Thursday, December 28, 2006

Stock Market Psychology: Equity and Index Put/Call Ratios

In my most recent post, I showed that there is a near-zero correlation between the daily equity put/call ratio and the daily index ratio over the past several years. Whereas the equity ratio has shown more call than put activity over that period, the index ratio has been skewed toward puts. These factors lead me to believe that different groups of market participants are active in the equity and index options markets. Are they both accurate measures of market psychology, despite their differences? I decided to take an initial look.

Going back to 2004 (N = 748 trading days), I divided the sample in half based upon whether the five-day put/call ratios were relatively low (more bullish) or high (more bearish). I then looked to see how the S&P 500 Index (SPY) behaved over the following five days.

When the five-day equity put/call ratio was relatively low (N = 374), the next four days in SPY averaged a loss of -.03% (190 up, 187 down). When the five-day equity put/call ratio was relatively high (N = 374), the next four days in SPY averaged a gain of .29% (232 up, 142 down). This is quite a difference. It suggests that the common wisdom has held true: market returns are superior when equity options participants are relatively bearish and are subnormal when equity options participants are relatively bullish.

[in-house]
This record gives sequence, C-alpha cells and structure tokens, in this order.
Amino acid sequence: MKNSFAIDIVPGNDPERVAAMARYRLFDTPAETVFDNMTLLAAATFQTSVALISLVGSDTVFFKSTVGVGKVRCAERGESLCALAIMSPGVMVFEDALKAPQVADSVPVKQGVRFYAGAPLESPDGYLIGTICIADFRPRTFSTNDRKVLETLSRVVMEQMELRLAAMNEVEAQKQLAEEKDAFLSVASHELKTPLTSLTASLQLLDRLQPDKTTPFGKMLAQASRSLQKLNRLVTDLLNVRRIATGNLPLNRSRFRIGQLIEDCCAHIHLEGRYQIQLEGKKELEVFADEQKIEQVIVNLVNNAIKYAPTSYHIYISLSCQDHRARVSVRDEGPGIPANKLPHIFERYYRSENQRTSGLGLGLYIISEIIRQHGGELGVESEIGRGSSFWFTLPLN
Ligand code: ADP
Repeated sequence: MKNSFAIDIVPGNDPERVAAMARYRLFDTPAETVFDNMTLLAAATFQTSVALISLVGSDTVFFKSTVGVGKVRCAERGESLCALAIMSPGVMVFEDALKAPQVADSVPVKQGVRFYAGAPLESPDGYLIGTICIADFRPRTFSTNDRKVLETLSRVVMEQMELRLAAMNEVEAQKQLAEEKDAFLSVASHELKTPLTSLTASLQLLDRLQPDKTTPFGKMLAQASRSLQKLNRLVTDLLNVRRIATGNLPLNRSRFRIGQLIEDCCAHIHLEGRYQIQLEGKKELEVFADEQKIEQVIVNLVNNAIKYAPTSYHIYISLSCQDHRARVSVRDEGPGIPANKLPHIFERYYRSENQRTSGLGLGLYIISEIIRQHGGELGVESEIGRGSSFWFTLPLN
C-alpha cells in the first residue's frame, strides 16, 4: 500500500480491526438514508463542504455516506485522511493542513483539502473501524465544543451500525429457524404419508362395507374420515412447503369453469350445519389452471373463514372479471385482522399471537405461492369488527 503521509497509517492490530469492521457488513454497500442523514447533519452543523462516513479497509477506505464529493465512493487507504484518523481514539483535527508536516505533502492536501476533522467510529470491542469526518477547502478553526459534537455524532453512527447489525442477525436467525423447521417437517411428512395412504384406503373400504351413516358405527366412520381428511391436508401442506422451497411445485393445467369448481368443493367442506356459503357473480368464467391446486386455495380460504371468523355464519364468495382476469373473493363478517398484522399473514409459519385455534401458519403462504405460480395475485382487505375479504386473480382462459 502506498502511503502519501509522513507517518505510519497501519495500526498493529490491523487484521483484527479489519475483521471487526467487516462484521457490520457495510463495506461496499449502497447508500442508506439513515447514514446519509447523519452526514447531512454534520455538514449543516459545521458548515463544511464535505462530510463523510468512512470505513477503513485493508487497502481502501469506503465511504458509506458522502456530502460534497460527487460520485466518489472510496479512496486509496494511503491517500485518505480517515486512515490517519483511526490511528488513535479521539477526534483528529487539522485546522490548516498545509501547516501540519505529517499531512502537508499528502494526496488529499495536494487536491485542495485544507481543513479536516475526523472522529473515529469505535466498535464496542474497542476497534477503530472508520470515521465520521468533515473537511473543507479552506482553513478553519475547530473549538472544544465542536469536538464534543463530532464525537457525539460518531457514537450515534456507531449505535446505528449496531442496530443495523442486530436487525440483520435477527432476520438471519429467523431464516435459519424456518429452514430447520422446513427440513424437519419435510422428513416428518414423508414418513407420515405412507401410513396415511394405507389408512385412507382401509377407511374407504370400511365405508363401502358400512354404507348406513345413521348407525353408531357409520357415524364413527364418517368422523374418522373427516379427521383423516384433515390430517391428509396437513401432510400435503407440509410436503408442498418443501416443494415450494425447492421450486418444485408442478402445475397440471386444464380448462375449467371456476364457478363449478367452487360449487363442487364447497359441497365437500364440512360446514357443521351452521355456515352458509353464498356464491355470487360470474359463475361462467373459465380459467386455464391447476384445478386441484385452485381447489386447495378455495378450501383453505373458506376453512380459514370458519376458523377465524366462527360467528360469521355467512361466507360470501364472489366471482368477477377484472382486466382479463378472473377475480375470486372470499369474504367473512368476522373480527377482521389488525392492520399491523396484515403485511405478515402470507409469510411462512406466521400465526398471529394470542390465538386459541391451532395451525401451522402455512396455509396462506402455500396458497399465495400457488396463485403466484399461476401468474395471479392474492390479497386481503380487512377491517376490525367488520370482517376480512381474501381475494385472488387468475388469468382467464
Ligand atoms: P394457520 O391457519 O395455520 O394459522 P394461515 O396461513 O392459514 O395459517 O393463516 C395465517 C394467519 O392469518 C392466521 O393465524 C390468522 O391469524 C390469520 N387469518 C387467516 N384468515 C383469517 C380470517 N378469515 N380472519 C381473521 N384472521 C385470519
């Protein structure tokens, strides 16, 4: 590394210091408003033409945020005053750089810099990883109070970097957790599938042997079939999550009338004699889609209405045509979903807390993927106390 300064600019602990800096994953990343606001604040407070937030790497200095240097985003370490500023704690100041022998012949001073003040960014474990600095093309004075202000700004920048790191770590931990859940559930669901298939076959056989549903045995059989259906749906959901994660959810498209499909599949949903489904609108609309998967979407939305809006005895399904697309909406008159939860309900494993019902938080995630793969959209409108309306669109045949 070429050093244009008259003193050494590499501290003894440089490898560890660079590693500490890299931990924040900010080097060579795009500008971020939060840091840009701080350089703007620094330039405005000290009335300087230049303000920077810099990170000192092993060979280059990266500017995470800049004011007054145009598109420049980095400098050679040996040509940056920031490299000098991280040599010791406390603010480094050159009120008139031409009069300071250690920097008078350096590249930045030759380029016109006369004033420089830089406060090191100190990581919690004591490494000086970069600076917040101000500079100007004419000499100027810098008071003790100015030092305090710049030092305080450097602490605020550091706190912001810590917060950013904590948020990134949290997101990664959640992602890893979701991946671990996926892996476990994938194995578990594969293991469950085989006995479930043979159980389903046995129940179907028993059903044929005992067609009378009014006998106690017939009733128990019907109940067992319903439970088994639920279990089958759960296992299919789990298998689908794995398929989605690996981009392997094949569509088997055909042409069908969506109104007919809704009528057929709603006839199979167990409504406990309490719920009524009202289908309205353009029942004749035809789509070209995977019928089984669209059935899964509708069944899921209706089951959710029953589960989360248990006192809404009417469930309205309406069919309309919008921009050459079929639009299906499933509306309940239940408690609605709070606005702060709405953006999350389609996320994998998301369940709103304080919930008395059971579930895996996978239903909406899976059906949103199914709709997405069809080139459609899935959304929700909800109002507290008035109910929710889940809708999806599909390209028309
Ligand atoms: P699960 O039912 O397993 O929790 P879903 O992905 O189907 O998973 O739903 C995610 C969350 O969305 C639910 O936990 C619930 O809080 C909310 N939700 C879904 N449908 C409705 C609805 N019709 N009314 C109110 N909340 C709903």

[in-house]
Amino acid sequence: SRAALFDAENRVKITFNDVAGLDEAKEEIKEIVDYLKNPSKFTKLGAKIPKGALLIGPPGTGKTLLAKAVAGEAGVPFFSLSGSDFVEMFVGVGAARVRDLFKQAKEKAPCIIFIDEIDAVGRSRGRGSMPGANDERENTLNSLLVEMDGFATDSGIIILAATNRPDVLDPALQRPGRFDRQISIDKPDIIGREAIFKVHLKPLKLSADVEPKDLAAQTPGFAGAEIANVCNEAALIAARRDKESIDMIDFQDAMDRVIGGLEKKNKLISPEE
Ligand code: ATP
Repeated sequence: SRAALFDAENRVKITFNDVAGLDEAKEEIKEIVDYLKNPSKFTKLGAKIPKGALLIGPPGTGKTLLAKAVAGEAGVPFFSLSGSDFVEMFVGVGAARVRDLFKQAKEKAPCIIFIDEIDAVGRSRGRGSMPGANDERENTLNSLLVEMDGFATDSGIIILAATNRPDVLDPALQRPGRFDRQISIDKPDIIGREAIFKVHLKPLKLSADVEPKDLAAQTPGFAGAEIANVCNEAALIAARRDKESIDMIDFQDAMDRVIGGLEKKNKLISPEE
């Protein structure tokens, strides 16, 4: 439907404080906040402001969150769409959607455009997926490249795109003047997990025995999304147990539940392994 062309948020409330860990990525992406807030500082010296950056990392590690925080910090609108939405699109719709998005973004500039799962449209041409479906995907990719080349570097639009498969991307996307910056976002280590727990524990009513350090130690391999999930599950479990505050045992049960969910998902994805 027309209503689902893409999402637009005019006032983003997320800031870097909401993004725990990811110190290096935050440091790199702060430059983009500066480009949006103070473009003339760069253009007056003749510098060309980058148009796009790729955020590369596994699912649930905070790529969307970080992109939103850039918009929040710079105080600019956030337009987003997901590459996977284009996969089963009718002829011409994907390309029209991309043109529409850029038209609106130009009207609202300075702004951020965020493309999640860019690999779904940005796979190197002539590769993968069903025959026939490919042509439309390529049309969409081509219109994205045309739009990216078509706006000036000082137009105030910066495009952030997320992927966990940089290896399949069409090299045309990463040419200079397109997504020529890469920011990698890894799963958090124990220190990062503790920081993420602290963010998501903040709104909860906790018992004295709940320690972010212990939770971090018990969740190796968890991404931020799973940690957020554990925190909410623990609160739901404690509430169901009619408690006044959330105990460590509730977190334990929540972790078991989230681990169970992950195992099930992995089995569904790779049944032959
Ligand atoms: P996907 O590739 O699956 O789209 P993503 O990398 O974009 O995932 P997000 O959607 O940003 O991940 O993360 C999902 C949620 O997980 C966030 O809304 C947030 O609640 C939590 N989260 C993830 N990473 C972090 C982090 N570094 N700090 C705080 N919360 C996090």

Now let's look at the index put/call ratio. When the five-day index put/call ratio was relatively low (N = 374), the next four days in SPY averaged a gain of .08% (197 up, 177 down). When the five-day index put/call ratio was relatively high (N = 374), the next four days in SPY averaged a gain of .19% (225 up, 149 down). Although the difference is not as dramatic, we see a similar pattern among the index option ratios: when relatively bullish, market returns have underperformed; when relatively bearish, market returns have been superior.